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Woodward v. Burnham City Hospital






APPEAL from the Circuit Court of Champaign County; the Hon. CREED D. TUCKER, Judge, presiding.


This is an appeal of an order of the circuit court of Champaign County dismissing plaintiffs' complaint for medical malpractice and upholding the constitutionality of section 21.1 of the Limitations Act (Ill. Rev. Stat. 1975, ch. 83, par. 22.1 as amended by P.A. 79-1434 (1976)). The plaintiff argues that section 21.1 constitutes special legislation and is unconstitutional. We agree, and reverse and remand for reinstatement of the complaint.

Count I alleges that on November 27, 1965, Charles C. Woodward entered Burnham City Hospital (Hospital) for a right thigh muscle biopsy which resulted in an erroneous diagnosis of plaintiff's condition. Defendant George Green, a licensed physician and surgeon and a staff member at the Hospital, was charged in count II with erroneous diagnosis and treatment of plaintiff's condition. Defendant Bobowski, a pathologist and also a staff member at the Hospital, was charged in count III with making an erroneous diagnosis. Count IV of the complaint alleged loss of consortium by plaintiff's wife, Carol Woodward.

The complaint alleged that as a result of defendants' acts, Charles C. Woodward developed a condition known as steroid myopathy and had suffered the amputation of both lower limbs, and corrective surgery for the removal of cataracts. The defendants' alleged errors were first discovered in February 1976 after samples of tissue removed from the right thigh muscle were examined microscopically at another facility.

Defendants responded to the complaint with motions to dismiss pursuant to the limitations in section 21.1. An amended complaint was filed by Carol Woodward, as administrator of the estate of Charles Woodward, and individually, in which she realleged the negligent acts cited in the original complaint and further alleged that Charles C. Woodward died on February 20, 1977, as a result of the negligent acts. The trial court, after considering the briefs and arguments of the parties, allowed the motions to dismiss. The court found that section 21.1 was constitutional and that the plaintiff had not complied with its requirements.

Section 21.1 of the Limitations Act provides, insofar as is pertinent here, that:

"No action for damages for injury or death against any physician or hospital duly licensed under the laws of this State, whether based upon tort, or breach of contract, or otherwise, arising out of patient care * * * shall * * * be brought more than 4 years after the date on which occurred the act or omission or occurrence alleged in such action to have been the cause of such injury or death." (Ill. Rev. Stat. 1977, ch. 83, par. 22.1.)

In the instant case, the alleged negligent acts occurred in 1965, and these acts were not discovered until 1976. Thus, a direct application of section 21.1, if it is constitutional, bars plaintiff's claim because the action was brought more than four years after the occurrence date.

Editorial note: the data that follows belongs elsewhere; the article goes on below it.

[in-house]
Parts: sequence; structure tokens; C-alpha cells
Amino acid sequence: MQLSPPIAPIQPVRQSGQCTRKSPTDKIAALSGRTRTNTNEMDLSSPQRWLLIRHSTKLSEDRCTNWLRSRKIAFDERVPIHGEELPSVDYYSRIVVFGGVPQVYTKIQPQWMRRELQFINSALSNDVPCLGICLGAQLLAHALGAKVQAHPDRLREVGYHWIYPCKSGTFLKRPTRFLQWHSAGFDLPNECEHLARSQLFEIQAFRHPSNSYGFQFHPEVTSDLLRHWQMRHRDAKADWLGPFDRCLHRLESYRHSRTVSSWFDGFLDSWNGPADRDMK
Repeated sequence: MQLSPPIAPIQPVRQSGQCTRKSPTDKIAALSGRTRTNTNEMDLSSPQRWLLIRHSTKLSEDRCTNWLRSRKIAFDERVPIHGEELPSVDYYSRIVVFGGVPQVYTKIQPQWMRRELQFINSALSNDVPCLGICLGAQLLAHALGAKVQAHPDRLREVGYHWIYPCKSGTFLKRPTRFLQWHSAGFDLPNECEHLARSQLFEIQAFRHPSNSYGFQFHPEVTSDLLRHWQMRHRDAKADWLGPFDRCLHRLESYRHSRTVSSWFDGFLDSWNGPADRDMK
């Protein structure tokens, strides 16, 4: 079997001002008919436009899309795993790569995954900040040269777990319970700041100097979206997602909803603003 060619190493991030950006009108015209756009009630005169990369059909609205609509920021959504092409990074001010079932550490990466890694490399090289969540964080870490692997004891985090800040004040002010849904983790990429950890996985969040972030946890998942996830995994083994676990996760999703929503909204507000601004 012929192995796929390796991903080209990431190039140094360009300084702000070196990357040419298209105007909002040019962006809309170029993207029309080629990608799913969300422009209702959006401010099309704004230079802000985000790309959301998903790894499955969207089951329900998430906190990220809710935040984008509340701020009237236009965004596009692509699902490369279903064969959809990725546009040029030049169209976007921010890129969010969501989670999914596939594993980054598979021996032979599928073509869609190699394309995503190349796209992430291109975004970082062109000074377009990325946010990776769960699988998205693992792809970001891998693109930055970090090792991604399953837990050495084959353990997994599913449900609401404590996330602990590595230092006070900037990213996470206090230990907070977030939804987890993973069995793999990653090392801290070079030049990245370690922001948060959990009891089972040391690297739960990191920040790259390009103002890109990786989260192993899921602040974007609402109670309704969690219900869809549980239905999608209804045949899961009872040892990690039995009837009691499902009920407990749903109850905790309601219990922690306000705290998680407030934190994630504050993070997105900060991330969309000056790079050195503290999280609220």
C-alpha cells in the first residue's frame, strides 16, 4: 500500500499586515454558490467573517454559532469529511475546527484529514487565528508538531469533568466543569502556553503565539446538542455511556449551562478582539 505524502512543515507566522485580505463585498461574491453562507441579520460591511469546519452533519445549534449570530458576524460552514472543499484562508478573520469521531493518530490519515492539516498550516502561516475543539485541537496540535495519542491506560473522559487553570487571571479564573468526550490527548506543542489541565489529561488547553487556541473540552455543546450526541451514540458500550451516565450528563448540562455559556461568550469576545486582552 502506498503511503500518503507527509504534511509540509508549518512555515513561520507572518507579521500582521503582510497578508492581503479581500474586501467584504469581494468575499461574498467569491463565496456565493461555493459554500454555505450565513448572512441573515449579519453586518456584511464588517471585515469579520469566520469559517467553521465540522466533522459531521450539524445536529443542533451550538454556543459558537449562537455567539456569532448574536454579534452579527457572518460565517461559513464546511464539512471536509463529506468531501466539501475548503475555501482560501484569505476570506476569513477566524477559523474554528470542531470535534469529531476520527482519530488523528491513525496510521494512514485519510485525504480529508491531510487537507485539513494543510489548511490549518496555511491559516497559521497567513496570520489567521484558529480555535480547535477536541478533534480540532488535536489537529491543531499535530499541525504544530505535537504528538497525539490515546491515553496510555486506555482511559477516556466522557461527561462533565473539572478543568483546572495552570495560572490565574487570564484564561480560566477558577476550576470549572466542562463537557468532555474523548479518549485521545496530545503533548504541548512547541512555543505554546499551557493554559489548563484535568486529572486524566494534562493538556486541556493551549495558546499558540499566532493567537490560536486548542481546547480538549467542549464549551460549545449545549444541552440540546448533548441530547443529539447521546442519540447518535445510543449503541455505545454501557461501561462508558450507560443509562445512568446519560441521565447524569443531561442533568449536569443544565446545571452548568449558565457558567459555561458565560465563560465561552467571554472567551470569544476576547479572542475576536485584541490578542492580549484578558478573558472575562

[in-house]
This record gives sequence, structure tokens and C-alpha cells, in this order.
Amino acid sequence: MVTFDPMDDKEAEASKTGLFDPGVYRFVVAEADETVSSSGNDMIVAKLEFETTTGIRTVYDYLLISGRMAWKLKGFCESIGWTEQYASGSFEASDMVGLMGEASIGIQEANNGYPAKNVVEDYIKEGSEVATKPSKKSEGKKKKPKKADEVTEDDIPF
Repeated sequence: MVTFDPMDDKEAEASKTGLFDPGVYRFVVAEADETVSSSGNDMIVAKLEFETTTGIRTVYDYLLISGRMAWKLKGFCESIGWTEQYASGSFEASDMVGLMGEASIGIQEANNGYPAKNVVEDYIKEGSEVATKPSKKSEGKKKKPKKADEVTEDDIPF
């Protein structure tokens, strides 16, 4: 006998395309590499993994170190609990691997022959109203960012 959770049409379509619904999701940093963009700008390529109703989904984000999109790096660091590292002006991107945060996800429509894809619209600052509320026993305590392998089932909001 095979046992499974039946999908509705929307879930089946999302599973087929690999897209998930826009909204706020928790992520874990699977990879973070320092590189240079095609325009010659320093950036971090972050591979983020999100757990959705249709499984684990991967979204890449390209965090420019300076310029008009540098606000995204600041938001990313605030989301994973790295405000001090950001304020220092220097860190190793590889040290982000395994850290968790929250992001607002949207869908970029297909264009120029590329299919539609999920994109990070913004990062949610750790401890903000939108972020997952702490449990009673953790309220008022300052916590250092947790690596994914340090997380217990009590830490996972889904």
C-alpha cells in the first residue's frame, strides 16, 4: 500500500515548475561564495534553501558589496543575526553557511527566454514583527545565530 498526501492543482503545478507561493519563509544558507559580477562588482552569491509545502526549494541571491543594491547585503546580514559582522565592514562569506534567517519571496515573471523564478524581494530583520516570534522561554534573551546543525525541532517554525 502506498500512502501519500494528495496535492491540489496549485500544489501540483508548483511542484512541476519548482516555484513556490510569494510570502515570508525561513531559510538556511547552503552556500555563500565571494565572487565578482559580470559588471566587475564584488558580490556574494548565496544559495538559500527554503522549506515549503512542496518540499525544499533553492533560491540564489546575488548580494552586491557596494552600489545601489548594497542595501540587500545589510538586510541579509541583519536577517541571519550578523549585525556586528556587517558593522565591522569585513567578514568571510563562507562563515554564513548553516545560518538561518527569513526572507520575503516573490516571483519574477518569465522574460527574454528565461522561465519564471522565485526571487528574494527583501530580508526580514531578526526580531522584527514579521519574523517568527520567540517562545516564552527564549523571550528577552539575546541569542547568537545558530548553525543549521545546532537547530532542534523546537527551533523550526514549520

The plaintiff argues, however, that section 21.1 confers a special benefit upon physicians in hospitals and not upon other potential tortfeasors in the health care area, such as nurses, dentists, chiropractors, nursing homes, or sanatoriums. In effect, the argument presented is that section 21.1 is unconstitutional because it is special legislation in violation of article IV, section 13, of the 1970 Illinois Constitution, which states:

"The General Assembly shall pass no special or local law when a general law is or can be made applicable. Whether a general law is or can be made applicable shall be a matter for judicial determination."

This case is indistinguishable from the case of Skinner v. Anderson (1967), 38 Ill.2d 455, 231 N.E.2d 588, wherein the court held section 29 of the Limitations Act (Ill. Rev. Stat. 1965, ch. 83, par. 24f) to be unconstitutional as special legislation in violation of the Illinois Constitution. That section purported to immunize architects and contractors from liability upon causes of action that did not accrue within four years after the architects or contractors performed their services. The supreme court noted that other individuals involved in construction of buildings or improvements could be held liable while the contractor or architect would be immune from the suit. The court stated:

"The arbitrary quality of the statute clearly appears when we consider that architects and contractors are not the only persons whose negligence in the construction of a building or other improvement may cause damage to property or injury to persons. If, for example, four years after a building is completed a cornice should fall because the adhesive used was defective, the manufacturer of the adhesive is granted no immunity. And so it is with all others who furnish materials used in constructing the improvement. But if the cornice fell because of defective design or construction for which an architect or contractor was responsible, immunity is granted. It can not be said that the one event is more likely than the other to occur within four years after construction is completed." 38 Ill.2d 455, 460, 231 N.E.2d 588, 591.